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Dadaist Manifesto
(April 1918)

Tristan Tzara, Franz Jung, George Grosz, Marcel Janco, Richard Hülsenbeck, Gerhard Preisz, Raoul Hausmann

Dadaist Manifesto (Berlin)

The signatories of this manifesto have, under the battle cry


gathered together to put forward a new art from which they expect the realisation of new ideas. So what is DADAISM, then?

The word DADA symbolises the most primitive relationship with the surrounding reality; with Dadaism, a new reality comes into its own.

Life is seen in a simultaneous confusion of noises, colours and spiritual rhythms which in Dadaist art are immediately captured by the sensational shouts and fevers of its bold everyday psyche and in all its brutal reality. This is the dividing line between Dadaism and all other artistic trends and especially Futurism which fools have very recently interpreted as a new version of Impressionism.

For the first time, Dadaism has refused to take an aesthetic attitude towards life. It tears to pieces all those grand words like ethics, culture, interiorisation which are only covers for weak muscles.


describes a tramcar exactly as it is, the essence of a tramcar with the yawns of Mr Smith and the shriek of brakes.


teaches the interrelationship of things, while Mr Smith reads his paper, the Balkan express crosses the Nisch bridge and a pig squeals in the cellar of Mr Bones the butcher.


turns words into individuals. The letters of the word " wood " create the forest itself with the leafiness of its trees, the uniforms of the foresters and the wild boar. It could also create the Bellevue Boarding House or Bella Vista. Dadaism leads to fantastic new possibilities in forms of expression in all arts. It made Cubism into a dance on the stage, it spread the Futurist bruitist music all over Europe (for it had no desire to maintain this in its purely Italian context). The word DADA shows the international nature of a movement which is bound by no frontier, religion or profession. Dada is the international expression of our time, the great rebellion of artistic movements, the artistic reflexion of all those many attacks, peace congresses, scuffles in the vegetable markets, social get-togethers, etc., etc.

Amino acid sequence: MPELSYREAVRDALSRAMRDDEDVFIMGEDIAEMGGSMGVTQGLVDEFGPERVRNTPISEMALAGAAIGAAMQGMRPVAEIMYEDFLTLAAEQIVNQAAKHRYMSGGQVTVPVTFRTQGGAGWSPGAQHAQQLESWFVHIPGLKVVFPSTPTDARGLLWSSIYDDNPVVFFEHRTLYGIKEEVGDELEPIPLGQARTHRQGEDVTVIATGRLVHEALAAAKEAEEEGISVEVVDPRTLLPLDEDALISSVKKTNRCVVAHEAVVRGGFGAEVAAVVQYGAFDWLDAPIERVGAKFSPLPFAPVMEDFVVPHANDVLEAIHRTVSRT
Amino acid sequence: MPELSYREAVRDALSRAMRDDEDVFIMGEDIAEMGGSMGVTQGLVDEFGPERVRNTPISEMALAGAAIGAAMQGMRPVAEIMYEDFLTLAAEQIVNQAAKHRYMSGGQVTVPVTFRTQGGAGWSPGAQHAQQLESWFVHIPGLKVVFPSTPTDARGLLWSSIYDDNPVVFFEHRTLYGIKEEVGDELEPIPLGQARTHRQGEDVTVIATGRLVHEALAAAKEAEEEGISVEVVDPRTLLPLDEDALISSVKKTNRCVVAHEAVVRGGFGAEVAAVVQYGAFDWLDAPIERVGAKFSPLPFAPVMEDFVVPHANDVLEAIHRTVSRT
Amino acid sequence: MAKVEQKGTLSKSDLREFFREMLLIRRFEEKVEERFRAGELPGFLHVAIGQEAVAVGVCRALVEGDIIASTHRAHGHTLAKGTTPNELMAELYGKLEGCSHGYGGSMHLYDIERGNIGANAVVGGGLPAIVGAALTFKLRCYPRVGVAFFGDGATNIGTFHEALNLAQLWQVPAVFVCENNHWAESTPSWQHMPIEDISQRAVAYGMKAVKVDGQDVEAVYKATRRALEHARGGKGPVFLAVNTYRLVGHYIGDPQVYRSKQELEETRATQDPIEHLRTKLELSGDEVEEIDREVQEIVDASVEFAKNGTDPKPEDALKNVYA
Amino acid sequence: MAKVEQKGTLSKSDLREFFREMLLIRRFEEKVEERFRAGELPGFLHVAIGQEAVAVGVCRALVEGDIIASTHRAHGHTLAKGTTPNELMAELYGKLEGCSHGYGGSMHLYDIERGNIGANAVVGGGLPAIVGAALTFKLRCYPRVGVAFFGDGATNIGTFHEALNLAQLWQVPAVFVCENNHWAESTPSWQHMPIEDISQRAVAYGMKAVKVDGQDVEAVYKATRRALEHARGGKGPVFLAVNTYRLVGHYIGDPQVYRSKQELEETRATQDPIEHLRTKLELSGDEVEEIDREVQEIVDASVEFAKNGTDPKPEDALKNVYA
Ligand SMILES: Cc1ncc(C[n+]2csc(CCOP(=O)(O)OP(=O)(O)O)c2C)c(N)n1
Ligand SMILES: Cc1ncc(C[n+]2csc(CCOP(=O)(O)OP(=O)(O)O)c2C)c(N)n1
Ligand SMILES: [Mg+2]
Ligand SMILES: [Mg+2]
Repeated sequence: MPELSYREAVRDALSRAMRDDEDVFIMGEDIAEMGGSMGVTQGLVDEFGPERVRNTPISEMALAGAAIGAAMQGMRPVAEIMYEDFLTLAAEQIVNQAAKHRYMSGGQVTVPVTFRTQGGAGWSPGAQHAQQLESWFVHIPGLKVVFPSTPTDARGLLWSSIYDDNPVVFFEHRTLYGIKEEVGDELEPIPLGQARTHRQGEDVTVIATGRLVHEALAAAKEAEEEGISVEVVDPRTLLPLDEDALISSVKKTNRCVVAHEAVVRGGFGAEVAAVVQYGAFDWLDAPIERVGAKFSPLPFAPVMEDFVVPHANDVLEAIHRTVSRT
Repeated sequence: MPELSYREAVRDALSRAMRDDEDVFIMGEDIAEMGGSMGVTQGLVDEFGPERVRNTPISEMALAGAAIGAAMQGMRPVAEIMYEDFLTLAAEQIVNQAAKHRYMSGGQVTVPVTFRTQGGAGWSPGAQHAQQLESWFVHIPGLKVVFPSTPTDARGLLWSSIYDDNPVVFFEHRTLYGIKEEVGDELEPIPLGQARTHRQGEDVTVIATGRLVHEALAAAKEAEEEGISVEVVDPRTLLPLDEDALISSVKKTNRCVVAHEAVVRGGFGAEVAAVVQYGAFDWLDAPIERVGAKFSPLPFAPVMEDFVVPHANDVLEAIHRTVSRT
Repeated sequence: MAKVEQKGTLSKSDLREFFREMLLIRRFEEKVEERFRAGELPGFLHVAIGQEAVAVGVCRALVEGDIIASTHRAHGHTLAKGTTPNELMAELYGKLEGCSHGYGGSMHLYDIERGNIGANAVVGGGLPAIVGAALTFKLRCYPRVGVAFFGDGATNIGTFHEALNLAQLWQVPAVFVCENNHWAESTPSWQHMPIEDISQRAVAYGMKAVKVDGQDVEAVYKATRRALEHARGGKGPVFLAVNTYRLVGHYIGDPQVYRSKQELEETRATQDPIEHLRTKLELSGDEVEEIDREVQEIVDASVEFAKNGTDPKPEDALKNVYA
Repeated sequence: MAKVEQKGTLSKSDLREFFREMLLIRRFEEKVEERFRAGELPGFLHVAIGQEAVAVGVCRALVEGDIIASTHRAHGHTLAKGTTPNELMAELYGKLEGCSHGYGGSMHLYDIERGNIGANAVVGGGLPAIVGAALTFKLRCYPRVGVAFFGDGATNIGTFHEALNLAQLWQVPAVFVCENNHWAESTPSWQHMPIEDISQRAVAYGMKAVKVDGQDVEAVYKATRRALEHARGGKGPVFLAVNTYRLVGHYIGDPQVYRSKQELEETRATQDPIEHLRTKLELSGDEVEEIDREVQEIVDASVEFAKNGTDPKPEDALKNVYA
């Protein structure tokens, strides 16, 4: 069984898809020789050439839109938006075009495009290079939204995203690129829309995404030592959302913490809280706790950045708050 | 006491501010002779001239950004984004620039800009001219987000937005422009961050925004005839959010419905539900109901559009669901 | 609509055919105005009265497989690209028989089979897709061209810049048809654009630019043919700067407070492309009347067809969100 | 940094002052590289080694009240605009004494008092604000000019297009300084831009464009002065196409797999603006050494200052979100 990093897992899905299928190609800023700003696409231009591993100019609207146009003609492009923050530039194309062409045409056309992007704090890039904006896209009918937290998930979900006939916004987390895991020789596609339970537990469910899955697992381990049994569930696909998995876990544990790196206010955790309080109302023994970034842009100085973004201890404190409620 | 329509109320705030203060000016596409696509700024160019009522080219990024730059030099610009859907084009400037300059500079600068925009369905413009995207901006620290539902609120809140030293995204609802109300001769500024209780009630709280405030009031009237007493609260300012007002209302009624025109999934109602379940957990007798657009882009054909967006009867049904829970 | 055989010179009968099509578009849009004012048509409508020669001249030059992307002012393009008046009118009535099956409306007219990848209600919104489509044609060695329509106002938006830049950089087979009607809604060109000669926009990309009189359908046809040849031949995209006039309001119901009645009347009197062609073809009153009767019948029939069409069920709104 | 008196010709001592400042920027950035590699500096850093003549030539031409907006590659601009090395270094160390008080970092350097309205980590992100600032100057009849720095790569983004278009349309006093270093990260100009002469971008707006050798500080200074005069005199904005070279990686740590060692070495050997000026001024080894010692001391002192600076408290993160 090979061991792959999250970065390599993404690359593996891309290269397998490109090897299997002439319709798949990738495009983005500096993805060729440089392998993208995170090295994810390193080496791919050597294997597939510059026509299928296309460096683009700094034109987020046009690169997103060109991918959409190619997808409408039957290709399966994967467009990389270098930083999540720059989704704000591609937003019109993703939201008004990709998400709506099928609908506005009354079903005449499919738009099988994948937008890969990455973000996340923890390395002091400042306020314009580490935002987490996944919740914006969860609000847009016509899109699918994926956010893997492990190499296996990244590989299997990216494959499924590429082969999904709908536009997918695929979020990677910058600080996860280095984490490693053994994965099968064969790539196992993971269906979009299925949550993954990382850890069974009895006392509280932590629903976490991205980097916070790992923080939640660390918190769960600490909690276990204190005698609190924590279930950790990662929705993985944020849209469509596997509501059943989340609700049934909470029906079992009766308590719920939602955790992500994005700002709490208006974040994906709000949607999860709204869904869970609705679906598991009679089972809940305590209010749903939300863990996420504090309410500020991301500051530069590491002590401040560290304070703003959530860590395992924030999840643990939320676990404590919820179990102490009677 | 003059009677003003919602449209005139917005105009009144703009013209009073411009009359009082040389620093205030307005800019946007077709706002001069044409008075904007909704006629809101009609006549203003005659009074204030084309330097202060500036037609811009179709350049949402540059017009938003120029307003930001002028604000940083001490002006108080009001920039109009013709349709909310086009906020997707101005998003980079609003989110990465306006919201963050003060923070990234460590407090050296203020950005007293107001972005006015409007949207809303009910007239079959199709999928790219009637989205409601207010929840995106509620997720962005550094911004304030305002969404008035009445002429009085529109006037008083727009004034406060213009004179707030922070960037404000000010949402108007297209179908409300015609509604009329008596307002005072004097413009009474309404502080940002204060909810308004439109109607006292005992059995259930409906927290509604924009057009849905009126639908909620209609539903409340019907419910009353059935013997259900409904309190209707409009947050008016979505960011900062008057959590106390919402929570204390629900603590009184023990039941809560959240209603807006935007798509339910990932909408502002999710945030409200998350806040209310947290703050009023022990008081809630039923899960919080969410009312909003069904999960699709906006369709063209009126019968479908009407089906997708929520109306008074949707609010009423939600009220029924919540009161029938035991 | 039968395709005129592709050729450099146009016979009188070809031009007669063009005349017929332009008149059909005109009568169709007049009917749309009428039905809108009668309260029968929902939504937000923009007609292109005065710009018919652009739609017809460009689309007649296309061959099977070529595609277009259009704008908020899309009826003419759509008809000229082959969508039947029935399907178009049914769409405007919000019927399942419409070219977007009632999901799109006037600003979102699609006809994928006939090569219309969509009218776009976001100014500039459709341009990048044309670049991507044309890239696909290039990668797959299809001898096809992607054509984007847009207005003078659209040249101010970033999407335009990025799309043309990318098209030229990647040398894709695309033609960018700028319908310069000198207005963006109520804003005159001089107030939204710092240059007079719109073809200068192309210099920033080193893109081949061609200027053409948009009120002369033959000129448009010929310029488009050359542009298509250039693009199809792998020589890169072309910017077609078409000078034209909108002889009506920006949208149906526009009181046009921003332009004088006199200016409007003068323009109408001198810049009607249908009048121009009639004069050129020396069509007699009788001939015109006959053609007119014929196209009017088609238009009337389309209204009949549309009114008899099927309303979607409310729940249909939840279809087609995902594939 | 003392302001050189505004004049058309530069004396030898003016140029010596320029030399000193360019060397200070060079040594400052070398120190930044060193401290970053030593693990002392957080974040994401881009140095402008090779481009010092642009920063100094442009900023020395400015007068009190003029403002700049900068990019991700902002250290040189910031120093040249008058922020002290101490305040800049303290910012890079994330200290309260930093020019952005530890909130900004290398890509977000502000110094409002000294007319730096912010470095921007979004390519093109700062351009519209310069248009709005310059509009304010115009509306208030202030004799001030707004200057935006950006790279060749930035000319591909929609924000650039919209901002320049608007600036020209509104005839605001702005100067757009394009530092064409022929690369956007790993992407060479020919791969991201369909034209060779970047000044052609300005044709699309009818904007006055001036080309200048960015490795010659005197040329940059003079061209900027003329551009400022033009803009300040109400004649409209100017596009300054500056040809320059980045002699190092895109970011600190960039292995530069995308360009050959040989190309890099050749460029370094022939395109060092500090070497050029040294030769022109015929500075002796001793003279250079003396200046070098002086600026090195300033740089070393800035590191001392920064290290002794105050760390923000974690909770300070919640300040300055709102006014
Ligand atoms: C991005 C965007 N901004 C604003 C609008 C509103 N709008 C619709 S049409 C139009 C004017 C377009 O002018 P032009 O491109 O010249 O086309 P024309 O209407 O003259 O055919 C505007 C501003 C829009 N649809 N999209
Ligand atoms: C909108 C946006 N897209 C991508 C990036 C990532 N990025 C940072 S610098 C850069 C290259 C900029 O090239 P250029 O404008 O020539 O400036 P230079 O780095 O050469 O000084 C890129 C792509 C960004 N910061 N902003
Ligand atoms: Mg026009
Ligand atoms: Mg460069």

Dada demands the use of


Dada is a club which has been founded in Berlin which you can join without any obligations. Here, every man is president and everyone has a vote in artistic matters. Dada is not some pretext to bolster up the pride of a few literary men (as our enemies would have the world believe). Dada is a state of mind which can be revealed in any conversation so that one is forced to say: "This man is a Dadaist, this one isn't." For these reasons, the Dada Club has members all over the world, in Honolulu as well as New Orleans and Meseritz. To be a Dadaist might sometimes mean being a businessman or a politician rather than an artist, being an artist only by accident. To be a Dadaist means being thrown around by events, being against sedimentation; it means sitting for a short instant in an armchair, but it also means putting your life in danger (M. Weng pulled his revolver out of his trouser pocket).... A fabric tears under the hand, one says yes to a life that seeks to grow by negation. Say yes, say no; the hurly- burly of existence is a good training ground for the real Dadaist. Here he is lying down, hunting, riding a bicycle, half Pantagruel, half St Francis, laughing and laughing. Down with aesthetic-ethical tendencies! Down with the anaemic abstraction of Expressionism! Down with the literary hollow-heads and their theories for improving the world!

Long live Dadaism in word and image! Long live the Dada events of this world! To be against this manifesto is to be a Dadaist!

Berlin, April

Tristan Tzara, Franz Jung, George Grosz, Marcel Janco, Richard Hülsenbeck, Gerhard Preisz, Raoul Hausmann

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